Looking back at this year’s Venetian Main Event Poker Tournament

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The Venetian $1,600 Main Event of the Mid-Stakes Poker Tour (MSPT) attracted 2,011 participants across its three initial days, resulting in a whopping $2,865,675 prize pool. By the time the last river was dealt, it was none other than poker pro Chance Kornuth who had won the tournament and the top prize of $412,086. According to The Hendon Mob (the world’s largest live poker database), Kornuth was already a highly experienced poker player before the event, with over $7 million in live tournament profits. Along with a coveted MSPT Main Event championship, he can now add another six-figure score to his poker resume.

Kornuth claimed he had almost forgotten about the event until a buddy who was staying over at his home had reminded him. In terms of plans, Kornuth stated he is focused on his business, Chip Leader Coaching, where you can pick up some great poker tips, as well as being a new father. Kornuth explained, “I’ve been focusing on Dad life and I couldn’t be more overjoyed.”

Kornuth was the first to remove four of the first five players on Day 3, with Rheet Rademacher, Esther Fedorkevich, Tan Nguyen, and Kelly Kielbasa falling to Kornuth within the first three levels of play. After crushing Agnelli’s pocket queens with pocket kings, Eric Baldwin would go on remove him just before the final table. Chance started the final table in a dominant position, with twice as many chips as his closest competitor. Other players all had tiny stacks when they entered the final table and were eliminated in that order after going all-in preflop and failing to double up.

After being dominated in two other all-in preflop confrontations, Michael Zulker would finish fifth. The first time was against Nick Phoenix, who lost ace-queen to ace-king, and the second time was against Peter Braglia, who lost queen-jack to king-queen. Phoenix had a remarkable run, given he started the final table with the second-smallest stack. However, after running middle pair into bottom two-pair all-in on the flop and failing to improve, he eventually fell to Kornuth with a short stack.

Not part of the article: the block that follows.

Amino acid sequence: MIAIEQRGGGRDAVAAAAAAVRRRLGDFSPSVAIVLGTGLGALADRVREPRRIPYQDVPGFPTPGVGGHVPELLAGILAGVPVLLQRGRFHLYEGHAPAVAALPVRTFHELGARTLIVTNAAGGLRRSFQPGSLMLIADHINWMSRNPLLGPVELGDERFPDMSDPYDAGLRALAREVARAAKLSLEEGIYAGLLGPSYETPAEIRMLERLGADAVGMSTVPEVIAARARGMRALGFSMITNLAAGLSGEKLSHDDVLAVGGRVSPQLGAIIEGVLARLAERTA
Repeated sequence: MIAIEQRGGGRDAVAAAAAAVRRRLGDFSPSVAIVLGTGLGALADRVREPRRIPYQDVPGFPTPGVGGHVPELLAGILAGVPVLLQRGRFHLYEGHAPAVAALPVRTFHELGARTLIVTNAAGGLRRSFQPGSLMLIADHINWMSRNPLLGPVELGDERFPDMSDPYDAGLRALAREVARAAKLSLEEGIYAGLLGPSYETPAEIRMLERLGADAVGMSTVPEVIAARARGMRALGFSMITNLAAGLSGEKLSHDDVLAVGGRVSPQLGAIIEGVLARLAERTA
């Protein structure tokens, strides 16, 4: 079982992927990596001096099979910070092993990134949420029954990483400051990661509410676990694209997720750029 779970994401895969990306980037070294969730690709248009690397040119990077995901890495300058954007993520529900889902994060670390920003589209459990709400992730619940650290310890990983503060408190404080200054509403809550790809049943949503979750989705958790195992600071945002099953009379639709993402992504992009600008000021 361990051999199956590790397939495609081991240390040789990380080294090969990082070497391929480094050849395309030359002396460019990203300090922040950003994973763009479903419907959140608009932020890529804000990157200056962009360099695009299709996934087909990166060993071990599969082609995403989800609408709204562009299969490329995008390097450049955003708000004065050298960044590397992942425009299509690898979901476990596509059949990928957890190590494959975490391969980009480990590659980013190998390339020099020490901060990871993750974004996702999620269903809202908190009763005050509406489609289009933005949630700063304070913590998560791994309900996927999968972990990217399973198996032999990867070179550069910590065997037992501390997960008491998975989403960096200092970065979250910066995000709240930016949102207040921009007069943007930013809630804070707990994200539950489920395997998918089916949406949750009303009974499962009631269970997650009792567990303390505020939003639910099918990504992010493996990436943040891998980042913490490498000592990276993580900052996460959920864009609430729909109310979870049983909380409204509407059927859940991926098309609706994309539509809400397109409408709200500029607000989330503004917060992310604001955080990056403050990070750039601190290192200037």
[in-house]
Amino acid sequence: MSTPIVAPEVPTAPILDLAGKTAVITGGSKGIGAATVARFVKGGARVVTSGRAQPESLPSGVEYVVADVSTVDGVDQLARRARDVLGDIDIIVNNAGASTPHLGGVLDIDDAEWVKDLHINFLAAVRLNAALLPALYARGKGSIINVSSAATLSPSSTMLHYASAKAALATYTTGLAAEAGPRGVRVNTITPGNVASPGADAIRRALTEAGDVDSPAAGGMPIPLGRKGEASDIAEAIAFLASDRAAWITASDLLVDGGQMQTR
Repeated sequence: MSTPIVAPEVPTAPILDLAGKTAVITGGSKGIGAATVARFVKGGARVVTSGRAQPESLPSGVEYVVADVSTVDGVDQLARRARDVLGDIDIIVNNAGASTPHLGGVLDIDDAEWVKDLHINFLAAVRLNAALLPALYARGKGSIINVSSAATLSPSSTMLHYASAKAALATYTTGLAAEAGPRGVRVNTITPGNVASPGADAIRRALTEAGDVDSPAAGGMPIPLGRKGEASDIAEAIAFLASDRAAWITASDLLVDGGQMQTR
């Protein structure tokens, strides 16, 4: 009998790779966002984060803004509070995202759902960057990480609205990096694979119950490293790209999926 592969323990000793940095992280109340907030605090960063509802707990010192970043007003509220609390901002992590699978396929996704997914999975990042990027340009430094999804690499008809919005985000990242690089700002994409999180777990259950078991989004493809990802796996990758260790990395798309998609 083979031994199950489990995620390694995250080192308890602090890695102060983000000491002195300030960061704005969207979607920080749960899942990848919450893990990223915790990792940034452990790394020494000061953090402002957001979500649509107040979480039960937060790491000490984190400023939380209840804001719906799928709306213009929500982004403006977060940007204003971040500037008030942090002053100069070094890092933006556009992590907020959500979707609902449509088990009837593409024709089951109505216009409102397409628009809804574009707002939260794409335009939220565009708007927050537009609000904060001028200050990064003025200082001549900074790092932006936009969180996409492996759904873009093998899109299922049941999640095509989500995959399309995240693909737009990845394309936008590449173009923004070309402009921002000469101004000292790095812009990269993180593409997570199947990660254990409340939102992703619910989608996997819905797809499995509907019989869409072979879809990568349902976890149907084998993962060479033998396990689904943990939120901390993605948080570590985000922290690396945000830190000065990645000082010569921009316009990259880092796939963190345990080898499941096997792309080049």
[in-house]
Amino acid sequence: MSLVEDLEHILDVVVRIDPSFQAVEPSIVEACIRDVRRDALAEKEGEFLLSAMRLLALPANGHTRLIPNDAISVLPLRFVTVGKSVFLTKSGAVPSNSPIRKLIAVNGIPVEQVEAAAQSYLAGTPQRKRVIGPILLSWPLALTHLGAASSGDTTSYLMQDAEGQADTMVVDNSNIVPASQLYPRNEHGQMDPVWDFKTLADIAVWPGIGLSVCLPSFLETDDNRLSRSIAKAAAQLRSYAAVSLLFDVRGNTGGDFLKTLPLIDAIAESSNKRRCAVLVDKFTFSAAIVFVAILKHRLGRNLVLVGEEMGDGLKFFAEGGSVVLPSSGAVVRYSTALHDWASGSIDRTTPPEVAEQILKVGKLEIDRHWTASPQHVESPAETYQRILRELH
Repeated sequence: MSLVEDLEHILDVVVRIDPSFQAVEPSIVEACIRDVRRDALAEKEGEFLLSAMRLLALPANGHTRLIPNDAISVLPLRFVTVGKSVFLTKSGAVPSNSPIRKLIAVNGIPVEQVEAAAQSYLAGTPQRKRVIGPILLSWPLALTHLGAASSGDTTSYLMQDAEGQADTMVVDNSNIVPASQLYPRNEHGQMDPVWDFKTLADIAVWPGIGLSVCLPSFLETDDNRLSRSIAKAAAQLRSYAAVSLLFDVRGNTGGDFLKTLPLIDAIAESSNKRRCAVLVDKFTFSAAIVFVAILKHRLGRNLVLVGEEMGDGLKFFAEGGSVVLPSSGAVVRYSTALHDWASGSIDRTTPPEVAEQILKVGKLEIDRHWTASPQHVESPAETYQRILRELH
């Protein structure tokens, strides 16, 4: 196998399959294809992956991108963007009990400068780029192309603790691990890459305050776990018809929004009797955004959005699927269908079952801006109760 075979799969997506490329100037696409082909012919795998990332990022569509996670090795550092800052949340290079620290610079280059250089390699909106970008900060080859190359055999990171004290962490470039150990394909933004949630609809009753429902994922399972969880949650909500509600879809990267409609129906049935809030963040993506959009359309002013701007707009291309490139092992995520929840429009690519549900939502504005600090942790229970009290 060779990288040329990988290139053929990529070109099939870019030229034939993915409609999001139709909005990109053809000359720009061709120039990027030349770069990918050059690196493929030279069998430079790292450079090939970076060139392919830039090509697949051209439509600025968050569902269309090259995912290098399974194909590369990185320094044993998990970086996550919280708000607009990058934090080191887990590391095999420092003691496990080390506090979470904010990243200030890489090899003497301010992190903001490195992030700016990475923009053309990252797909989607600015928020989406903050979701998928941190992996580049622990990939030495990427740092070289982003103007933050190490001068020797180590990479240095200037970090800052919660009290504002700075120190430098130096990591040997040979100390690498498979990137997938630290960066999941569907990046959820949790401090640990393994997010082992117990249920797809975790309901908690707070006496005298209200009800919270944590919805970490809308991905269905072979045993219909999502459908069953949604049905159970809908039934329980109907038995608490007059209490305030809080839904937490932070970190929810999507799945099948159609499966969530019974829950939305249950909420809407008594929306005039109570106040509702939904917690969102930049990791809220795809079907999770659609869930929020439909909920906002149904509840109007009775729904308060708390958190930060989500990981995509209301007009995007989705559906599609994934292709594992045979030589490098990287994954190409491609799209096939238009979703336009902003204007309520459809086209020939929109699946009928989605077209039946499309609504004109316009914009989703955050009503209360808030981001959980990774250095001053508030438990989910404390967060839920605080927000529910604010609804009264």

Like Kornuth, Baldwin, who has two WSOP gold bracelets, was short on chips. As a result he ran pocket treys into Baglia’s pocket fours to finish third. Kornuth had a slight chip advantage over Braglia when heads-up play began. They jousted for a while, beating each other out of little pots, but it wasn’t long until the game reached a climax. Kornuth flipped a set of sevens and went all-in on the turn against Braglia after Braglia shoved with a pair of treys, leaving him drawing dead.

Kornuth founded Chip Leader Coaching. The firm assists mid-stakes pros in honing their MTT talents and destroying the game. According to the Global Poker Index, Nick Petrangelo, the world’s number one poker player, is one of their coaches. A unique approach to poker teaching in which a modest percentage of player earnings was taken instead of an hourly payment upfront. During the four-year coaching for profit initiative, 120 players earned more than $12 million by winning numerous tournaments. Alex Foxen, the world’s first GPI player and now CLC coach, was one of them. This team includes:

  • Chance Kornuth – Chance Kornuth is the Elite and Pro CLC Teams’ main teacher. He has two WSOP bracelets, a Bellagio Cup victory, a $25K High Roller Championship at the Aussie Millions, and over $5 million in lifetime earnings. His aggressive style of play and ability to read players’ physical cues have made him a legend.
  • Alex Foxen – One of the earliest Chip Leader Coaching students was Alex Foxen. He joined the team with just over $2 million in victories two years ago. Since then, he has amassed more than $8 million in prize money and has risen to become the world’s top GPI ranked player.
  • Joe Mckeehen – Joe McKeehen won the 2015 World Series of Poker Main Event. He is regarded as one of the best in the game, with a resumé that includes 19 titles and about $16 million in career earnings. He certainly knows how to bring a tournament to a close.

Some poker teaching programs focus on a specific format, while others are beneficial to all players. To play at your best, you must understand how to put opponents on a precise range, master crucial math aspects, and deal with a mental game.

Learning a sound poker tournament strategy takes time because it necessitates several adjustments in terms of stack level, opponents, tournament stages, and ICM considerations. Every day, cash games become more challenging to win, and if you don’t put in enough effort, you’ll almost certainly fall behind. Keep up and you’ll be raking it in before you know it!